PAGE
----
JOINT BASE SAN ANTONIO-FORT SAM HOUSTON, Texas —
Brooke Army Medical Center welcomed its newest non-commissioned officers into the ranks of the professional NCO Corps during a formal induction ceremony held in the auditorium Oct. 4.
“It is a great day to observe a valued tradition like this,” said BAMC Command Sgt. Maj. Diamond Hough as he welcomed the inductees, their family members and fellow NCOs. “I am proud to bring you here today for this ceremony.”
Hough introduced the guest speaker for the ceremony, Command Sgt. Maj. Napoleon Noguerapayan from Fort Bliss, saying, “Noguerapayan is the embodiment of the non-commissioned officer – his character is above reproach.”
Noguerapayan spoke to the 27 inductees about their role as leaders.
“NCOs have been part of a strong Army for over 240 years,” he said. “You name the conflict and we were there.”
Many things have changed over the years including the uniform, the environment, the enemy and technology Noguerapayan said, “but what hasn’t changed is the determination of NCOs to fight and to win.”
He advised the new NCOs to engage with their Soldiers, but more importantly to listen to them.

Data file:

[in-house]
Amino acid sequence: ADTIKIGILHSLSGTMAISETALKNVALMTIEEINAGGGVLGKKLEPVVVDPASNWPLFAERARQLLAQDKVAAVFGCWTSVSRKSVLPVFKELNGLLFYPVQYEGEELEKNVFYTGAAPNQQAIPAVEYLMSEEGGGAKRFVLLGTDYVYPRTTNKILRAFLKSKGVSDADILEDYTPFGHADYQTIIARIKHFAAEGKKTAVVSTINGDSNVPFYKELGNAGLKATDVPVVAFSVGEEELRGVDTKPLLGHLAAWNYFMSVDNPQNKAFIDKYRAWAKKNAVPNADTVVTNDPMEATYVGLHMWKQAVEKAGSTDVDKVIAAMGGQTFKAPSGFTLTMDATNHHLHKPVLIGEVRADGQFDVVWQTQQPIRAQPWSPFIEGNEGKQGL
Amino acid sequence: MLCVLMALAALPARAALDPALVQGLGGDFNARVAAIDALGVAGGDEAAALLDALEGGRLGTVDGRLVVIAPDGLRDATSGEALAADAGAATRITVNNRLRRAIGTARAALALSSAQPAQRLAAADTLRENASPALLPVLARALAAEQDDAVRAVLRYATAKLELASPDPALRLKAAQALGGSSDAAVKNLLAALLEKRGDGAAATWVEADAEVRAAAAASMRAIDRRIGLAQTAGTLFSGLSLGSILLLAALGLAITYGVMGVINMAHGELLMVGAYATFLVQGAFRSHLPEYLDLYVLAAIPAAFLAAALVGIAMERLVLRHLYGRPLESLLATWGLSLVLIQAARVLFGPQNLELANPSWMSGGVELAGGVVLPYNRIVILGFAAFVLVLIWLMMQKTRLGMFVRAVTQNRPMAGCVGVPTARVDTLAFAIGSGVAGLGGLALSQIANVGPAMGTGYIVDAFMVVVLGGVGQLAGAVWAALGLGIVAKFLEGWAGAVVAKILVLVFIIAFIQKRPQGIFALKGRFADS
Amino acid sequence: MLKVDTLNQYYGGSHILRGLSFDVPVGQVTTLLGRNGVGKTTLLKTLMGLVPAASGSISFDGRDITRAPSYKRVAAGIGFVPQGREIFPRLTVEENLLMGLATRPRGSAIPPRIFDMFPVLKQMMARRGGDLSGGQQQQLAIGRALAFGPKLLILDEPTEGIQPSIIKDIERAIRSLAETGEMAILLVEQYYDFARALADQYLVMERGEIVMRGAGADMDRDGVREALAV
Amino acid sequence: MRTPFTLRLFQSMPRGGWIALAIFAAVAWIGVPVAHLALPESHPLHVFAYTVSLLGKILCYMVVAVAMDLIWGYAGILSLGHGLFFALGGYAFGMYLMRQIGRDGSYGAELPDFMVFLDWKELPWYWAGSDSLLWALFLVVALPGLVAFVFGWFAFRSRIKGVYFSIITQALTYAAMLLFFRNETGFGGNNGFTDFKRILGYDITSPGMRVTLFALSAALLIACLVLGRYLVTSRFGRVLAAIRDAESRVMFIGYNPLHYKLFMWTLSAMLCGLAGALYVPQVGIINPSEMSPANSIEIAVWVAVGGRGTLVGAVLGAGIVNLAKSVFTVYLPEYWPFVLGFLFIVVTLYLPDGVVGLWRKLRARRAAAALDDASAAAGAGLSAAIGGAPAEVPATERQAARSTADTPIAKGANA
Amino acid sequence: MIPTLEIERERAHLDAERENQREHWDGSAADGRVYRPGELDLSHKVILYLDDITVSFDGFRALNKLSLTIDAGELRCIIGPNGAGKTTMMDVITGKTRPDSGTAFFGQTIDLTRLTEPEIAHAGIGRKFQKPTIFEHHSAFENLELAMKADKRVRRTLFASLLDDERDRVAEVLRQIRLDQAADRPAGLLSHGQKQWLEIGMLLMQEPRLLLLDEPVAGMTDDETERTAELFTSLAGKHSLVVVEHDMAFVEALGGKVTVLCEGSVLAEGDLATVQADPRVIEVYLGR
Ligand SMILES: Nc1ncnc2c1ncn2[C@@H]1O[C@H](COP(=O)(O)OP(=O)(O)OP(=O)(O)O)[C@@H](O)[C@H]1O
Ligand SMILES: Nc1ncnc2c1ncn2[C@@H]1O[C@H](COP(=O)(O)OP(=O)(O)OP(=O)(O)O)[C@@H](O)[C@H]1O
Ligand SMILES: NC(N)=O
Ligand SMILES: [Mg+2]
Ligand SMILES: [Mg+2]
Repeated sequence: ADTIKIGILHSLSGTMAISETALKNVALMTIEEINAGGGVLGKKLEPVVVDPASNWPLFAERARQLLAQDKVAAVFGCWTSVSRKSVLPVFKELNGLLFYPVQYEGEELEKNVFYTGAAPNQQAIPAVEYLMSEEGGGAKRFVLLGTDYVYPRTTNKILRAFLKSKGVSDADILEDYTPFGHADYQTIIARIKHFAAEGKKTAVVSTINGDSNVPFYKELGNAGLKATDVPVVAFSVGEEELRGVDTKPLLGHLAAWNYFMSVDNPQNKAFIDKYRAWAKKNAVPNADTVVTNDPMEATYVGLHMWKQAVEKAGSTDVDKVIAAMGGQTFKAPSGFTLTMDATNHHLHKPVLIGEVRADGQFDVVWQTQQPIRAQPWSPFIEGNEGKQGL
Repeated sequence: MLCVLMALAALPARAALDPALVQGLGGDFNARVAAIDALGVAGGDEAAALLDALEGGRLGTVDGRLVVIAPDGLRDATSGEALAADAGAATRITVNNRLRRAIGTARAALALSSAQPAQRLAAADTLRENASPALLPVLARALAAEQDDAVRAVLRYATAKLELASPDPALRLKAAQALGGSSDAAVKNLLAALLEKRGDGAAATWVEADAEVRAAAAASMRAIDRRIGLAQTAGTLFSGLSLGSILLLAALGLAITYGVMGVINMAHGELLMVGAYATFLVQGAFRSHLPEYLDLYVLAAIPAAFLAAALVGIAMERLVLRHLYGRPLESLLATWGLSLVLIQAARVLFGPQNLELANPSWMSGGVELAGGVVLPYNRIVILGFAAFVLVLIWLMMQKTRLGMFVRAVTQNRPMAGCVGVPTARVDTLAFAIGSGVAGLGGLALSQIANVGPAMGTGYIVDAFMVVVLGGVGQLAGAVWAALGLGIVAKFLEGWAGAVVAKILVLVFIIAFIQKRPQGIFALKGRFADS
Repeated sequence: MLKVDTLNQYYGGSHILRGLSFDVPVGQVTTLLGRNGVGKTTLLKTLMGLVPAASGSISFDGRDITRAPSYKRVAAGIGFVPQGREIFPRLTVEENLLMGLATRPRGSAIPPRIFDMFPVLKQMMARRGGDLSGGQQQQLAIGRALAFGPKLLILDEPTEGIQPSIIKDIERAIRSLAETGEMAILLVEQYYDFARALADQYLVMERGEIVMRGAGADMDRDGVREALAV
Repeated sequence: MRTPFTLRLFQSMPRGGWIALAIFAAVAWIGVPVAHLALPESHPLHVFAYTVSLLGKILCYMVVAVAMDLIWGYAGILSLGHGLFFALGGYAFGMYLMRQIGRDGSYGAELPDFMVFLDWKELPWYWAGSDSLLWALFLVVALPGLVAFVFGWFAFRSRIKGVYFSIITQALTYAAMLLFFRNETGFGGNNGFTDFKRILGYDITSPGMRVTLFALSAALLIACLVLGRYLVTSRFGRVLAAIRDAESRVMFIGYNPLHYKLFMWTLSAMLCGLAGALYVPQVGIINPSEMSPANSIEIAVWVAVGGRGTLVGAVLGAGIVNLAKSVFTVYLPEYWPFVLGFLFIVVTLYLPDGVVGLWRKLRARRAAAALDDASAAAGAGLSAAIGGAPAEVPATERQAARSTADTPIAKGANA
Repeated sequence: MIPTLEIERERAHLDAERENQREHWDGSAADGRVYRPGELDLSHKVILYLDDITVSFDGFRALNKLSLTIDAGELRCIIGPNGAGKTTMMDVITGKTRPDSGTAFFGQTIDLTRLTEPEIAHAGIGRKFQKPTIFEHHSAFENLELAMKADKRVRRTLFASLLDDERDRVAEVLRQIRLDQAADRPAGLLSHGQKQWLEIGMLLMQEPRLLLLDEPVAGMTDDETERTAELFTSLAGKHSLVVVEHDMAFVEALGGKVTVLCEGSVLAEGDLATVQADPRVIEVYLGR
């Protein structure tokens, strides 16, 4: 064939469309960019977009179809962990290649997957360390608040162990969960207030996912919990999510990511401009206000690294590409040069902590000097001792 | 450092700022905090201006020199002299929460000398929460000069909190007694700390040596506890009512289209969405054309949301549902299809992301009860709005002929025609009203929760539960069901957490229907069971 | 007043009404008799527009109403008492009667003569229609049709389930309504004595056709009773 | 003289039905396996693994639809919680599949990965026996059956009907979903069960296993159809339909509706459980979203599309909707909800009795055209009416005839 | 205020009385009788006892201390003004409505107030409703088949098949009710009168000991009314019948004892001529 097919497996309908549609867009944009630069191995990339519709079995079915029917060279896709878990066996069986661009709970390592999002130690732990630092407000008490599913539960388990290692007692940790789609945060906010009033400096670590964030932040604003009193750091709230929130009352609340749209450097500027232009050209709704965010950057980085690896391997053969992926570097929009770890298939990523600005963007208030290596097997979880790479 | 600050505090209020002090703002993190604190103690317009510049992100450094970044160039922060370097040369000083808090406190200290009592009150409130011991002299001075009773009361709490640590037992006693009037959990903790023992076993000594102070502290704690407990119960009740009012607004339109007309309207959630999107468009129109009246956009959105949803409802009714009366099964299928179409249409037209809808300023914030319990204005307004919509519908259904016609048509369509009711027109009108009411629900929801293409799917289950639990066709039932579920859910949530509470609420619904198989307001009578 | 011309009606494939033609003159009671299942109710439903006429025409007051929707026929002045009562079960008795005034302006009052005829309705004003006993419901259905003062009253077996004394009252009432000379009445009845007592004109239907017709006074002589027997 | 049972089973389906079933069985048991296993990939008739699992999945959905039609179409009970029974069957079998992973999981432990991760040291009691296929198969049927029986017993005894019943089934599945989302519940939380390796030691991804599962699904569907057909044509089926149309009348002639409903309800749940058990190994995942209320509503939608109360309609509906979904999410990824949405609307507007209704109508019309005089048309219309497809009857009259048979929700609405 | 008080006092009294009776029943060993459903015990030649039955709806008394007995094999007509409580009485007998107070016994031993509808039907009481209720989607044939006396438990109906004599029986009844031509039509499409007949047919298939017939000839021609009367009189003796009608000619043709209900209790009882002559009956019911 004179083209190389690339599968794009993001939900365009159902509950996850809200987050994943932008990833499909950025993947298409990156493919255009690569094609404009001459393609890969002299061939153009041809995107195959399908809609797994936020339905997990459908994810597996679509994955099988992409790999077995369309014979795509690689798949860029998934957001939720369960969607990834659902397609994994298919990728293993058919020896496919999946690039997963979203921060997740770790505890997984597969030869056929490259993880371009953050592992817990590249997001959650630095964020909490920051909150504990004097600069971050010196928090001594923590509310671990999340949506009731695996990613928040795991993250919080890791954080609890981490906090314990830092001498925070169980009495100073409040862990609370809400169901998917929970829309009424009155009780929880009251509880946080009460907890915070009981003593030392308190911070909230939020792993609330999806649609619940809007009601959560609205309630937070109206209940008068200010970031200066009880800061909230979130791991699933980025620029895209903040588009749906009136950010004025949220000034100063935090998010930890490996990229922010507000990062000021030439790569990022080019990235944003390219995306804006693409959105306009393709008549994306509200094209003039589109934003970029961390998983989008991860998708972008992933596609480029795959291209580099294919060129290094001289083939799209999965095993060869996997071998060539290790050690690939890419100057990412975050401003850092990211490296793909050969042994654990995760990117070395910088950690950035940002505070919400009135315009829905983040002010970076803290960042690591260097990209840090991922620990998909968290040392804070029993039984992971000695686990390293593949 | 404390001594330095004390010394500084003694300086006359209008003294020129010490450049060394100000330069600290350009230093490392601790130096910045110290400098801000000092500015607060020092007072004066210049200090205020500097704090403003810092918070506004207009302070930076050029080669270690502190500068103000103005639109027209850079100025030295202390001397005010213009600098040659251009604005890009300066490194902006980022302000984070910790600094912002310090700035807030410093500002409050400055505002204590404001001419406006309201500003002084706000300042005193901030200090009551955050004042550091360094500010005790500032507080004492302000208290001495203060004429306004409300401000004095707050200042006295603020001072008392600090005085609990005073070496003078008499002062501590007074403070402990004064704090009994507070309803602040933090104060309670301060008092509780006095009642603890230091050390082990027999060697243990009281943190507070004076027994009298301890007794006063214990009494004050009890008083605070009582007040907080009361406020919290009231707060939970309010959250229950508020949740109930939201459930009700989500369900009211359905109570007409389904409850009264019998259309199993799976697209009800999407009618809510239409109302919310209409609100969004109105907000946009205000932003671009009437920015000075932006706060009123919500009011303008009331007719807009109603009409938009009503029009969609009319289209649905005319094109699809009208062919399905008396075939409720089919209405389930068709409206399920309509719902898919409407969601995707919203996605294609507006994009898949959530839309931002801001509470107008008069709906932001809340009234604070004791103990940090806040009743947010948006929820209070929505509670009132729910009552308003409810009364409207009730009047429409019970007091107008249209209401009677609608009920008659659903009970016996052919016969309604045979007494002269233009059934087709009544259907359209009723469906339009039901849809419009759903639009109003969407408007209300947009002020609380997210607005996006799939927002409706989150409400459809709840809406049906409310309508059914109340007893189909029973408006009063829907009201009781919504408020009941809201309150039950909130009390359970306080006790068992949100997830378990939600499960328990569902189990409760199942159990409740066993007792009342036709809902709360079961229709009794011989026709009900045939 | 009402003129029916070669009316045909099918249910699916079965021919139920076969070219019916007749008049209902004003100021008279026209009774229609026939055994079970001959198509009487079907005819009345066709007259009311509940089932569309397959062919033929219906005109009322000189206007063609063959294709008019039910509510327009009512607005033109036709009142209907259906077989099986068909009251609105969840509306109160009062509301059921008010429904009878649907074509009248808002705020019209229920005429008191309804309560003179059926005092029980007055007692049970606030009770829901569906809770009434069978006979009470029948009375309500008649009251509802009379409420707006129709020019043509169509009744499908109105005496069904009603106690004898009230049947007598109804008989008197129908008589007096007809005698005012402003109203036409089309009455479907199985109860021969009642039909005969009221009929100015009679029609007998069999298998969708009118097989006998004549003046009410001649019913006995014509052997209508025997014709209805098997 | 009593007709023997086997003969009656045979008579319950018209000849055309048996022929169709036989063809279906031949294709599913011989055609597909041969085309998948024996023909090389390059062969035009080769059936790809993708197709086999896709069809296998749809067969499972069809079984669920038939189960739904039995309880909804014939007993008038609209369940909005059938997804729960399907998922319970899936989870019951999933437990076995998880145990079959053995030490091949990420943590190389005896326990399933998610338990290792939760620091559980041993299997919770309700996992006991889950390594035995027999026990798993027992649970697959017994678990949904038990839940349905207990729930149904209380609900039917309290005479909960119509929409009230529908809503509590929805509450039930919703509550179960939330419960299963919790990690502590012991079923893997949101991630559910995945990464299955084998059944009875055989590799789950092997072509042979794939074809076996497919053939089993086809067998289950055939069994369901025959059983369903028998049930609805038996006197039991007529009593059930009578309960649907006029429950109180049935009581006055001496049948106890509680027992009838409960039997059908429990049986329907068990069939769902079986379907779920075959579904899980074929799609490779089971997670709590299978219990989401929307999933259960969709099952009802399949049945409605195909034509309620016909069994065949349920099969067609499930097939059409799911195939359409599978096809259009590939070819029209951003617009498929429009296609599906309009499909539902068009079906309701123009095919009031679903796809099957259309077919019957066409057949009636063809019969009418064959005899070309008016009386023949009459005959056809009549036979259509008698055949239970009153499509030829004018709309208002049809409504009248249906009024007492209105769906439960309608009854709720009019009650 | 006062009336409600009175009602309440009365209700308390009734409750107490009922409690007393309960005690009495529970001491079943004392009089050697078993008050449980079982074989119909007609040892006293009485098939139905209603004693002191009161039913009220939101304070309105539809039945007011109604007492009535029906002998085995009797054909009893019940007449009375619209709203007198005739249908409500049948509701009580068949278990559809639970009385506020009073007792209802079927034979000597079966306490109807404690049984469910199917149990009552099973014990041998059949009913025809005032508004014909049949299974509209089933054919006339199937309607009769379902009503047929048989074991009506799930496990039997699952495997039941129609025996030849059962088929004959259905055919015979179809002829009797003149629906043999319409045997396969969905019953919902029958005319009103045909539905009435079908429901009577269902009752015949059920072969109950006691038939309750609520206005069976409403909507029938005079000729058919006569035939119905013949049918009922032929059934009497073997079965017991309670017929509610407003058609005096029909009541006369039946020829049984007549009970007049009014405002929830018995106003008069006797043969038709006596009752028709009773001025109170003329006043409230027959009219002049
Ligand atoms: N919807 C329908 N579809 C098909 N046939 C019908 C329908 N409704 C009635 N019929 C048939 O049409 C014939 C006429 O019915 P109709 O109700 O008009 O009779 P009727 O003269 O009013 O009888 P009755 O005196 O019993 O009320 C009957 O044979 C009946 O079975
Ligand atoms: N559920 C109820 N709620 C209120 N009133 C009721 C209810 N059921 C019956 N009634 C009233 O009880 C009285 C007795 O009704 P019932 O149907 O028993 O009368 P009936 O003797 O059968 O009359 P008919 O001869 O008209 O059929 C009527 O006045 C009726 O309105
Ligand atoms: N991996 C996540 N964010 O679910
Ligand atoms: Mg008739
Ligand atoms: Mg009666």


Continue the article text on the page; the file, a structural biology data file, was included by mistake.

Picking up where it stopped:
“The Army and the nation demands that you be a leader who is agile, flexible, adaptable; a critical thinker who can make decisions,” Noguerapayan said. “Because, make no mistake … the enemies of freedom are watching.
“You need to be that leader who remains technically and tactically proficient, physically and mentally ready,” he said.
Noguerapayan also stressed the importance of resiliency and teamwork.
“Greatness happens when we work together and we defend each other,” he concluded.
The ceremony steeped in tradition featured the reading of the NCO history, a presentation by fellow NCOs and the lighting of the three candles representing the NCO spirit: A red candle for courage and blood; a white candle representing purity and commitment; and a blue candle for valor and pride.
The ceremony concluded with the new inductees reciting the NCO charge led by Hough followed by the inductees walking through the NCO arch as a ceremonial rite of passage.